Questions Linger About L.A. County Services for Homeless
The Los Angeles city attorney's recent settlement with College Hospital over allegations of improperly discharging homeless patients with mental illnesses underscores lingering concerns about the adequacy of Los Angeles County's safety net, the Los Angeles Times reports.
Since the Times began covering the issue in 2005, officials have reached settlements with four hospitals that yielded millions of dollars in payments.Â
However, plans to create five regional centers to provide services for homeless people have not been realized.Â The proposal was aimed at distributing the concentration of homeless services away from Skid Row in downtown Los Angeles.
State law requires hospitals to provide discharge planning services, but the process can be particularly complicated for homeless patients with mental illnesses because there are fewer than 100 beds in shelters in Los Angeles County reserved for homeless people with chronic psychiatric problems.
Moreover, Fran Hutchins, a policy and planning analyst at the Los Angeles Homeless Services Authority, said the bigger problem is that the county does not have an adequate supply of permanent, supportive housing for homeless people with mental illnesses (DiMassa/Winton, Los Angeles Times, 4/10).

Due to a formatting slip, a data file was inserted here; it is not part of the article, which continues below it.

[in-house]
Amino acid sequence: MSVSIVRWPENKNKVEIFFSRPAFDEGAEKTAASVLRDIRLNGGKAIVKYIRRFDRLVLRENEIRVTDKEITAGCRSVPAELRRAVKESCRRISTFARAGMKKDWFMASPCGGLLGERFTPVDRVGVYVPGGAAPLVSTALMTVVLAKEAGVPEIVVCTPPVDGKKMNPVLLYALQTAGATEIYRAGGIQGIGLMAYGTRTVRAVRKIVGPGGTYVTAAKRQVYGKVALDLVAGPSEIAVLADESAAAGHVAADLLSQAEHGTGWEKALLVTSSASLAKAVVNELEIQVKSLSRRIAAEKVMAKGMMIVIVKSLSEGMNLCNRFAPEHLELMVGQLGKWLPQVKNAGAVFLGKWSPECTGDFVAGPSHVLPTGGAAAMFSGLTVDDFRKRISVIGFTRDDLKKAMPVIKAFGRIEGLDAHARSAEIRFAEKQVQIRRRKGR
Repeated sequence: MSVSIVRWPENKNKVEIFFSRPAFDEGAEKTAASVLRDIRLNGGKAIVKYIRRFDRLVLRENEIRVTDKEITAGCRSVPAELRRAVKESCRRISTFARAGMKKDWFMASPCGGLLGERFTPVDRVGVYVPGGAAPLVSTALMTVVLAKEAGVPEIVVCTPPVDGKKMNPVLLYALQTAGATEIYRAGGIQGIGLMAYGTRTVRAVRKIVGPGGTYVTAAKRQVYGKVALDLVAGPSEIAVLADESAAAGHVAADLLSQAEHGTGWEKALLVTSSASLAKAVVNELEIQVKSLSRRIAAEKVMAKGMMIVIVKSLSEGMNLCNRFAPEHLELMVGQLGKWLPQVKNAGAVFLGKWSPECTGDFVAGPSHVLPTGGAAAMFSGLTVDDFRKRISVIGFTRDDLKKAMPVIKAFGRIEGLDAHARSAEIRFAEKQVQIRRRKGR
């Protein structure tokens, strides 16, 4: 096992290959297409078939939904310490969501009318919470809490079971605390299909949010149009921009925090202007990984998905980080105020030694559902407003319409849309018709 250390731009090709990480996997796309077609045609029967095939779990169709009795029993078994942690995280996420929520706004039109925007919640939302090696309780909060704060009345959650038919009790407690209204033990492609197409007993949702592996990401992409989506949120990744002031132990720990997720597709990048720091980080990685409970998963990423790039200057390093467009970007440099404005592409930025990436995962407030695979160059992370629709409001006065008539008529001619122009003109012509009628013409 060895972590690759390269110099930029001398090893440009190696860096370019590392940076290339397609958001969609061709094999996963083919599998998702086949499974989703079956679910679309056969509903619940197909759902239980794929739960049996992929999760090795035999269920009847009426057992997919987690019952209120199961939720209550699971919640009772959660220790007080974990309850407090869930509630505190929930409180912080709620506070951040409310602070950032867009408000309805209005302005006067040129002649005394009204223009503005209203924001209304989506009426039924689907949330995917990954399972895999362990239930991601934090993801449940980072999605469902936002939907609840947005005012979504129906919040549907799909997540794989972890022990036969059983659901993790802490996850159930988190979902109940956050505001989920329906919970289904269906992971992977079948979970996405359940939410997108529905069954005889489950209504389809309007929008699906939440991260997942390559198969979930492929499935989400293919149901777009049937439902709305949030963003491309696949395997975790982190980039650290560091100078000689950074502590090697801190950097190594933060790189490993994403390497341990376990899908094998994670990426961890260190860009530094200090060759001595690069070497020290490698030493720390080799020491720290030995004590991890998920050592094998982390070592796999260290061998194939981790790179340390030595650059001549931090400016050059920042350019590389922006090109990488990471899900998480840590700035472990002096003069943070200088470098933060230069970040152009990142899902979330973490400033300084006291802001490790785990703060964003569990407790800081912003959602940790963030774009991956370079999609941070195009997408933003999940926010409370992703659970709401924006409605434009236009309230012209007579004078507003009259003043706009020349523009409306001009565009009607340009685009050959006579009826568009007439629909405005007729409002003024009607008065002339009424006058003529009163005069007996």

"It's unreasonable to expect hospitals to manage the long-term care of the mentally ill patients who land in their emergency rooms," a Times editorial states, noting that Wednesday's settlement with College Hospital aims "to provide a 'continuum of care' by plugging hospitals into a well-coordinated network of state mental health services, supportive housing facilities and other sources of outpatient care."
The Times concludes, "Such a system is overdue for hospitals and patients alike" (Los Angeles Times, 4/10).
Broadcast CoverageOn Wednesday, KPCC's "KPCC News" reported on the settlement.Â The segment includes comments from Los Angeles City Attorney Rocky Delgadillo and Union Rescue Mission President Andy Bales (Watt, "KPCC News," KPCC, 4/8). This is part of the California Healthline Daily Edition, a summary of health policy coverage from major news organizations. Sign up for an email subscription.